InDaily InDaily

Support independent Journalism Donate Subscribe
Support independent journalism


SA faces a new golden era of women's cricket


A breakout Women’s National Cricket League (WNCL) championship win by the SA Scorpions on Sunday is a watershed moment for the women’s game in SA.

Comments Print article

The South Australian Scorpions, captained by Lauren Ebsary and coached by Andrea McCauley, both home-grown players, are now part of the state’s cricketing folklore after claimed their inaugural WNCL title.

It the South Australia women’s team’s first competition win since the 1994-95 season when a team coached by Denis Brien and captained by McCauley collected a third championships win in four years, back in the days when the national carnival was played over a couple of weeks.

This was the last golden era of SA cricket.

On Sunday at Hurstville Oval in Sydney, the Scorpions set NSW a daunting  total of 265 for victory. The South Australians bowled tight lines and fielded brilliantly to claim a 54-run victory (scroll down to watch highlights).

“We were the calmest we’ve been all season, sitting with my assistant coach Cossie (Andrew Costello),” McCauley said.

“Speaking with the girls before the game, it was a terrific team effort to get to the final.

“‘We needed to replicate that.

“Bridget (Patterson) and Sarah (Taylor) set up the game, and the rest of the team played their part as well.”

She said coaching a final win was just as enjoyable as playing in one – and she believes the team has much more to achieve.

“There is still much more improvement in this squad.”

scorpions captain and coach

Coach Andrea McCauley (left) and captain Lauren Ebsary with the championship trophy.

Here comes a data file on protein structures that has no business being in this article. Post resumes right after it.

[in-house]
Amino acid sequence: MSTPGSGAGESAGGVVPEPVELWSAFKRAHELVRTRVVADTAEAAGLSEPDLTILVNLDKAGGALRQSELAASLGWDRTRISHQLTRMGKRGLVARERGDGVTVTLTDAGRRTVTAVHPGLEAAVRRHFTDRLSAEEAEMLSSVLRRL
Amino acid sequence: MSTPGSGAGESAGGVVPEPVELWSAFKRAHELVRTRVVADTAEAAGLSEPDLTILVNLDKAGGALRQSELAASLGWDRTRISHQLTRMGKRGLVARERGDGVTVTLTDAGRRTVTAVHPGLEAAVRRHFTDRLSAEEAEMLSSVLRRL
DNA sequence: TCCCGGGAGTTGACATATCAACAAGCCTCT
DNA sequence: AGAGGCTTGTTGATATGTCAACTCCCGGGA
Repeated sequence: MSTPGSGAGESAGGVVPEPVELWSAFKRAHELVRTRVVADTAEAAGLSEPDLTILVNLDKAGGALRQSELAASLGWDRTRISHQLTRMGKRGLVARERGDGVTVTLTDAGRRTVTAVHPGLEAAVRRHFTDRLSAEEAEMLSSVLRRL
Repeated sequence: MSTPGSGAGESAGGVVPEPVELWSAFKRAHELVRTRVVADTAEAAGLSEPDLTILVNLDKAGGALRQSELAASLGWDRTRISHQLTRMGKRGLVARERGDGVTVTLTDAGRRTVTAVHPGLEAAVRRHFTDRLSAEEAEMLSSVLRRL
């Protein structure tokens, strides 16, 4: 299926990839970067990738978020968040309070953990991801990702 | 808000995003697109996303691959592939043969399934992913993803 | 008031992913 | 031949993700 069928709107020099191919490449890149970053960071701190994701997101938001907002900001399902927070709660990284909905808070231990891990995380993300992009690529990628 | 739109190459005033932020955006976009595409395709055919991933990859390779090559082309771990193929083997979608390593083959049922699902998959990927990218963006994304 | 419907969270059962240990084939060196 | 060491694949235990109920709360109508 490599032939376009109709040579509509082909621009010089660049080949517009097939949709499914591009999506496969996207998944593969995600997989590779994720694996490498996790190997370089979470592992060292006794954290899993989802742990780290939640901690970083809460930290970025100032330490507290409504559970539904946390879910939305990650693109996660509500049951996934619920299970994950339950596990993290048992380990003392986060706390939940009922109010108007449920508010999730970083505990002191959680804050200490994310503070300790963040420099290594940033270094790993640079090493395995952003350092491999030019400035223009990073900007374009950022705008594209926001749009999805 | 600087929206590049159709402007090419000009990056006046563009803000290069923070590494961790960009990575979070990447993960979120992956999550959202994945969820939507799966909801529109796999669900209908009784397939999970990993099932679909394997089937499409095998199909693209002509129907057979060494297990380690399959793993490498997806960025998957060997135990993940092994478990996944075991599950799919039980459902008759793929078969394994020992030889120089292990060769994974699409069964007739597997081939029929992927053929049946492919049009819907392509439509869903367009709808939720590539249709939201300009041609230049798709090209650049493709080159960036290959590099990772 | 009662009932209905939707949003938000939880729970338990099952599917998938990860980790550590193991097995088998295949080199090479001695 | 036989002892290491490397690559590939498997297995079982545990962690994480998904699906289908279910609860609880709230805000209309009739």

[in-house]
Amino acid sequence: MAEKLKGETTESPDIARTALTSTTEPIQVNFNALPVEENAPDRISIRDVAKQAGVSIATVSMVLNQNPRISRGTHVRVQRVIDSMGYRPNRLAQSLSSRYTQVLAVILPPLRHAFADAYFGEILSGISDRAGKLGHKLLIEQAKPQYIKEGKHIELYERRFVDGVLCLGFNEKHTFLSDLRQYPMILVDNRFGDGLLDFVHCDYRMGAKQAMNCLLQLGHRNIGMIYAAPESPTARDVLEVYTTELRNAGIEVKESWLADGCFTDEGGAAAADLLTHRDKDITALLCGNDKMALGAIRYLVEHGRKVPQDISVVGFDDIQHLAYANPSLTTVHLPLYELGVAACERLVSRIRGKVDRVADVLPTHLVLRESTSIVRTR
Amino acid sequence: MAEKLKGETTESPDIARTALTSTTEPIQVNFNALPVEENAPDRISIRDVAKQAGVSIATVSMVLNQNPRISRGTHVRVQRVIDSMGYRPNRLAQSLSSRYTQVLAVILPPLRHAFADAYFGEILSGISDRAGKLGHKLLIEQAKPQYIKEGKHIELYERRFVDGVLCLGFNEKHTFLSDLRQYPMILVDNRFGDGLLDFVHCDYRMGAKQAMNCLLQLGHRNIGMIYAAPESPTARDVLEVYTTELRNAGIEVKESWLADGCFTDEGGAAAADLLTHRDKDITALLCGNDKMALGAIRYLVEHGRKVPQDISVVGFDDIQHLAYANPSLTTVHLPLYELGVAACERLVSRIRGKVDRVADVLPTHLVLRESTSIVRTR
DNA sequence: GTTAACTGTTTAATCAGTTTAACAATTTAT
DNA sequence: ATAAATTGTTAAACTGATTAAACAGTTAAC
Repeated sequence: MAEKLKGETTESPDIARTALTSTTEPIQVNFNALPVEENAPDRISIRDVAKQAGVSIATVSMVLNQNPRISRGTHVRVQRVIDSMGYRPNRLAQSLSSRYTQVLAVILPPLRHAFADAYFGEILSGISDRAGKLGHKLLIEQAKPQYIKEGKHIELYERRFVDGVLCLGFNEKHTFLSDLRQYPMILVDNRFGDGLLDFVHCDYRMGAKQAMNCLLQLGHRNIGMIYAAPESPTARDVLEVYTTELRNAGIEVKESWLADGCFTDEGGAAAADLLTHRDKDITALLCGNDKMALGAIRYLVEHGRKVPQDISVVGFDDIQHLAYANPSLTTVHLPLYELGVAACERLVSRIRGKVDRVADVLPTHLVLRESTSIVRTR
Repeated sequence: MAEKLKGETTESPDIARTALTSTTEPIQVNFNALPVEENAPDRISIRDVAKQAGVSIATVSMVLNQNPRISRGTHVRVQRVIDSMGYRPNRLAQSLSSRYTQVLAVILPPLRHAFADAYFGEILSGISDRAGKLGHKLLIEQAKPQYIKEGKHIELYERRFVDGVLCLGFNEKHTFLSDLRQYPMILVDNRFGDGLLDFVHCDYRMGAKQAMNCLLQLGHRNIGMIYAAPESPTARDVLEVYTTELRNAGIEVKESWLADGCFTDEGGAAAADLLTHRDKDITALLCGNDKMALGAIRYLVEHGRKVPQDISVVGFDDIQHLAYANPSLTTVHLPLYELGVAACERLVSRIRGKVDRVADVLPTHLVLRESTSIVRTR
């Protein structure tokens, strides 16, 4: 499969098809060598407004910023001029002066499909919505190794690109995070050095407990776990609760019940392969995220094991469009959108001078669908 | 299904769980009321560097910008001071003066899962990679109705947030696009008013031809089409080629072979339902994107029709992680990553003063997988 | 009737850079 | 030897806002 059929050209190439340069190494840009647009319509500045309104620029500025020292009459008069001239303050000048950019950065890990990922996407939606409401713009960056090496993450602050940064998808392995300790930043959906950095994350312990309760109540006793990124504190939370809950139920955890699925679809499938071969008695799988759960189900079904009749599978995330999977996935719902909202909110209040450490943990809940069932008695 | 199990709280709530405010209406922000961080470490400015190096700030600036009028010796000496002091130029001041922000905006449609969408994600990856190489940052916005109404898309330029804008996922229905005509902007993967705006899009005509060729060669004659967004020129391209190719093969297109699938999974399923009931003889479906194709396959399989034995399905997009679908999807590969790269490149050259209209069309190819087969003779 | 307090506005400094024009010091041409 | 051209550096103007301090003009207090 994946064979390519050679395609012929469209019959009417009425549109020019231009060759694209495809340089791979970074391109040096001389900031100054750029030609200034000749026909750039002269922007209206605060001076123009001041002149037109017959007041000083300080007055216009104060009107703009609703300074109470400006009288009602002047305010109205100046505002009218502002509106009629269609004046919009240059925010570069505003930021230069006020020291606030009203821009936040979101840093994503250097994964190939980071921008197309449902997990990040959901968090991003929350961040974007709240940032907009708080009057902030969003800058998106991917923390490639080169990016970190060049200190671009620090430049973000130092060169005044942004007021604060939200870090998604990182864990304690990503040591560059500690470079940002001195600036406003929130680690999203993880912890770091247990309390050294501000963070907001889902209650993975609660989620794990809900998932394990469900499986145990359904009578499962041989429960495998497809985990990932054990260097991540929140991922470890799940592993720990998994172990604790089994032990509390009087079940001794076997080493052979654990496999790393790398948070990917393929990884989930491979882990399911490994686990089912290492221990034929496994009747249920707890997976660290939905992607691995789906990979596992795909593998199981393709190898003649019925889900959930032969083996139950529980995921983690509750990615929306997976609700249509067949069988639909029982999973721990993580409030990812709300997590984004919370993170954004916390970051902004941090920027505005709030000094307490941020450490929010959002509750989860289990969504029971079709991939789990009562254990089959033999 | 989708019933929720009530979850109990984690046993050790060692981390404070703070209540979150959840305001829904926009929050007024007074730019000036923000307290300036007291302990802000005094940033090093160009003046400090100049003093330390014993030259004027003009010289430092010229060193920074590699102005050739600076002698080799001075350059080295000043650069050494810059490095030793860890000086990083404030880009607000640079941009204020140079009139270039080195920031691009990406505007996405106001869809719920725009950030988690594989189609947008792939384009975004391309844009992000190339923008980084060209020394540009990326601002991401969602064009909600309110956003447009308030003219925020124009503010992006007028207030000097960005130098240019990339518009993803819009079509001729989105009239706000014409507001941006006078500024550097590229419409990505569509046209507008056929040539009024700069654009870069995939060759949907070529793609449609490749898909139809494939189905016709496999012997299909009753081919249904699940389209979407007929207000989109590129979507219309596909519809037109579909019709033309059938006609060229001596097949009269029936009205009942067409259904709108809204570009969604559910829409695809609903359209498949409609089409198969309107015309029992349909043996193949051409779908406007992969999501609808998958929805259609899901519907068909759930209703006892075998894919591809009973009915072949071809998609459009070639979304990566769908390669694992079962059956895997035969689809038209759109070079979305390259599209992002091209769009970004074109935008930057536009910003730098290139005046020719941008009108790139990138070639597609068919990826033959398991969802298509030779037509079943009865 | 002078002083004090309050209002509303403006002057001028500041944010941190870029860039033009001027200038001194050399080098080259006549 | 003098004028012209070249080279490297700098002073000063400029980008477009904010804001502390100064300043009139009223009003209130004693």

Winning the toss and batting first, a second wicket partnership of 181 between Kangaroo Islander Bridget Patterson and English import Sarah Taylor set up the big total.

Player of the match Taylor displayed her class with a brilliant 110 from 106 deliveries faced including 14 boundaries.

Then with astute field placement by Ebsary, electric fielding and consistent lines by the bowlers, the previous champions were restricted to 210.

The skipper led from the front in the field, effecting the run out of NSW opener Rachael Haynes with the score at 37.

“This is the pinnacle,” said Ebsary, who has played one test and 33 shorter form games for Australia.

“It has been surreal for the first 24 hours, finally holding this trophy.”

She said SA had “bridged the gap” with NSW.

“The team learnt a lot from competing in the final last summer.

“With five wins out of six during the regular and a victory in the final we felt like the top team this year.

“We now have the building blocks for a dynasty over the next decade.”

The future is bright for the women’s game in this state, with seven  members of the victorious team all aged 22 or younger  – Australia cap Schutt, opener Patterson, leg spinner Amanda Wellington and finger spinner Alex Price, who both claimed two wickets in the final,  stylish batsman Tahlia McGrath, developing left hander Kaitlyn Pope and bowling  all-rounder Sam Betts.

“We have a very young side, which is a good sign for the future,” Betts said.

“The journey is been a special already, to realise I’m not 20 yet and I now have a WNCL title and hopefully there are more to come.

“During the last couple of seasons under Max (McCauley) it has been a great program to be involved in.”

The Scorpions win ruined NSW’s dream of a record-equalling 11th straight trophy.

NSW, currently coached by South Australian and McCauley’s strike bowler in the 1990s Joanne Broadbent, has won 17 of the last 19 WNCL titles. They were attempting to equal National Rugby League side St George’s record of 11 consecutive premierships in a major Australian sport.

With the inaugural Women’s Big Bash League/01 on our doorsteps, Ebsary and McCauley will lead the women’s Strikers into that tournament as well.

Their opening match is on December 13 against the Hobart Hurricanes at Aurora Stadium in Launceston.

Make a comment View comment guidelines

Local News Matters

Media diversity is under threat in Australia – nowhere more so than in South Australia. The state needs more than one voice to guide it forward and you can help with a donation of any size to InDaily. Your contribution goes directly to helping our journalists uncover the facts. Please click below to help InDaily continue to uncover the facts.

Donate today
Powered by PressPatron


Show comments Hide comments
Will my comment be published? Read the guidelines.

More Cricket stories

Loading next article